Latinos Still Leading Digital Entertainment Trends, But the Gap is Closing
For years, Latinos, and especially the millennial generation, have been trendsetters in technology adoption: Latinos tend to own and purchase smartphones at a higher rate than the general population, for example, and their entertainment choices have tended towards adopting digital options in greater numbers and at greater intensity than other demographics.
According to a recent Horowitz Research study on digital television trends -- which includes video on demand (VOD) services like Netflix and over-the-top (OTT) streaming television options like Sling TV -- Hispanic Internet users are still leading the digital entertainment market.
Latinos are still over-indexing as a digital entertainment audience above other ethnic demographics and above the general population as a whole. But the study also shows the gap between leading digital Latinos, and everyone else, is starting to close.
Latino Audiences Lead Digital Entertainment
In the survey, Latino Internet users showed higher interest in OTT video services than Whites, African Americans, Asian Americans, and the total population. A full 71 percent of Latinos said "watching TV and video content over the Internet is as easy as watching TV from a cable or satellite service."
Latinos also led the survey for weekly OTT video viewing -- a measure of actual adoption of the cutting-edge digital entertainment option -- at 49 percent compared to the overall total of 41 percent.
"We have been covering multicultural audiences for two decades and in some ways the more things change the more they stay the same," said Horowitz's Adriana Waterston to industry journal Broadcasting and Cable. "These multicultural audiences always over-index and are on the cutting edge of new technology, particularly when it comes to entertainment technologies."
The data fits the picture drawn by previous studies, such as Nielsen's "Digital Consumer" study from 2014. As we previously reported, Nielsen's data showed that Latinos watched significantly more online video than most, averaging an hour and a half more time streaming video per week than general audiences.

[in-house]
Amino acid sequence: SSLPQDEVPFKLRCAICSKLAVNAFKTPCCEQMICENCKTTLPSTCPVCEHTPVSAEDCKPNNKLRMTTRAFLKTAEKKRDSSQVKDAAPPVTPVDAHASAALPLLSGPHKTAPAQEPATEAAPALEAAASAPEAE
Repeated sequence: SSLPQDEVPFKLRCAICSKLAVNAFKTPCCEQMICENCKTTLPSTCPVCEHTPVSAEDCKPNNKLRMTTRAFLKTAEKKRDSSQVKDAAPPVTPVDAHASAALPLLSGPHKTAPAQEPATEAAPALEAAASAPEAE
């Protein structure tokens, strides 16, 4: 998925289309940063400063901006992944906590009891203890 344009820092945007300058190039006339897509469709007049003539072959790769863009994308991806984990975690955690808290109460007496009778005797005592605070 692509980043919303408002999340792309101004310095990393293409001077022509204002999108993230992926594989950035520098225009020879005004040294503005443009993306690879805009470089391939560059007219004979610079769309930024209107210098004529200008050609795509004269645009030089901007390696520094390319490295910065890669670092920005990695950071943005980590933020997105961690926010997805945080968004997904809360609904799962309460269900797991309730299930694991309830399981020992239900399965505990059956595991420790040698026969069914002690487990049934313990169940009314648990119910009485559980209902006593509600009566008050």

The Digital Gap Is Closing
But the Horowitz survey showed signs that other demographics are catching up to trendsetting Latinos. White Internet users answered Horowitz's OTT question at a much lower 59 percent rate, and the total response among respondents was also lower, at 63 percent. But Blacks and Asian Americans surveyed showed a positive response to the Internet streaming question at a nearly statistically identical rate, 70 percent and 69 percent, respectively. The same trend showed up in weekly OTT video usage as well.
And when it came to subscription VOD services, such as Netflix, Horowitz's data showed Blacks and Asian Americans indexing slightly higher than Latinos, at 50 percent and 48 percent, compared to Latinos' 47 percent, which still outpaced White audiences (39 percent) and the overall total (42 percent).
What does it mean? Latinos still lead the cutting-edge digital space, as they have for several years, but the rest of the U.S. consumer market is catching up.
"While these audiences are still ahead, the gaps are closing," said Waterston. But regarding the future of digital entertainment, she added that there was a good chance that these trends -- and the gap between minority trendsetters like Latinos and general audiences -- could reassert themselves.
"There isn't data on this yet, but it will be interesting to see how things like 4K, the Internet of Things, virtual reality and other technologies play out. If history does repeat itself as it has for the last two decades, then these groups will be on the leading edge of those technologies as well," she said to Broadcasting and Cable.
"Technology companies who are developing those products will have to learn what the multichannel industry already has learned, namely that these groups will be their first and best customers."
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